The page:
Many popular baby foods, including cereal, packaged fruits, vegetables, snacks and entrees, might contain harmful metals that could cause behavioral issues in children, according to a new study from Consumer Reports.
Researchers tested 50 prepackaged food products and found that each item had measurable levels of at least one of three metals -- cadmium, inorganic arsenic or lead.
Most came from the two biggest U.S. baby food manufacturers: Beech-Nut and Gerber. Other brands that tested positive for metals included Baby Mum-Mum, Earth’s Best, Ella’s Kitchen, Happy Baby, Parent’s Choice (Walmart), Plum Organics and Sprouts, according to Consumer Reports.
Snacks and products containing rice or sweet potatoes were more likely to contain high levels of heavy metals, Consumer Reports found.
Organic foods were also just as likely to contain heavy metals, since they occur naturally in soil and water.
“The effects of early exposure to heavy metals can have long-lasting impacts that may be impossible to reverse,” said Victor Villarreal, an assistant professor in the department of educational psychology at the University of Texas at San Antonio, who has researched the effects of heavy metals on childhood development.
Heavy metal exposure, even in small amounts, may increase the risk of lower IQ and behavioral problems and have been linked to autism and attention deficit hyperactivity disorder, or ADHD.
“Babies and toddlers are particularly vulnerable due to their smaller size and developing brains and organ systems,” said James E. Rogers, director of food safety research and testing at Consumer Reports. “They also absorb more of the heavy metals that get into their bodies than adults do.”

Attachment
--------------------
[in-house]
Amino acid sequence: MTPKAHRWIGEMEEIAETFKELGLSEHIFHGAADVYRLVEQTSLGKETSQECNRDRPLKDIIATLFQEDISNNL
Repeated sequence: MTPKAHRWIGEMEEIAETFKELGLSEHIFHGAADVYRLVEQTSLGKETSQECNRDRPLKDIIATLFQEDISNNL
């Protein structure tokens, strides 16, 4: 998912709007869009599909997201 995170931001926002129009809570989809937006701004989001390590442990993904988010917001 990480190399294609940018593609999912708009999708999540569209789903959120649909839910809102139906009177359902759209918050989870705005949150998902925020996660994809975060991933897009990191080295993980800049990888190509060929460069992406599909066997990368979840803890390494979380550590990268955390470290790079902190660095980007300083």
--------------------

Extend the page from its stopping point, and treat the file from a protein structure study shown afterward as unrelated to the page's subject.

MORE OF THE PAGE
While the test results are problematic, experts told Consumer Reports that parents should not panic.
James Dickerson, chief scientific officer at Consumer Reports, said these foods do not guarantee a child will develop health problems, but it does increase their risk. Other sources of heavy metals -- including lead paint and contaminated water -- also put children at risk.
“Just because you've been feeding your children these types of foods doesn't mean that they'll necessarily have a specific adverse response to eating them,” Dickerson said. “If you've been feeding these foods to your children, reduce the amounts they are consuming per day or per week. And if you're really concerned about it, talk to your doctor.”
Support real journalism. Support local journalism. Subscribe to The Atlanta Journal-Constitution today. See offers.
Your subscription to the Atlanta Journal-Constitution funds in-depth reporting and investigations that keep you informed. Thank you for supporting real journalism.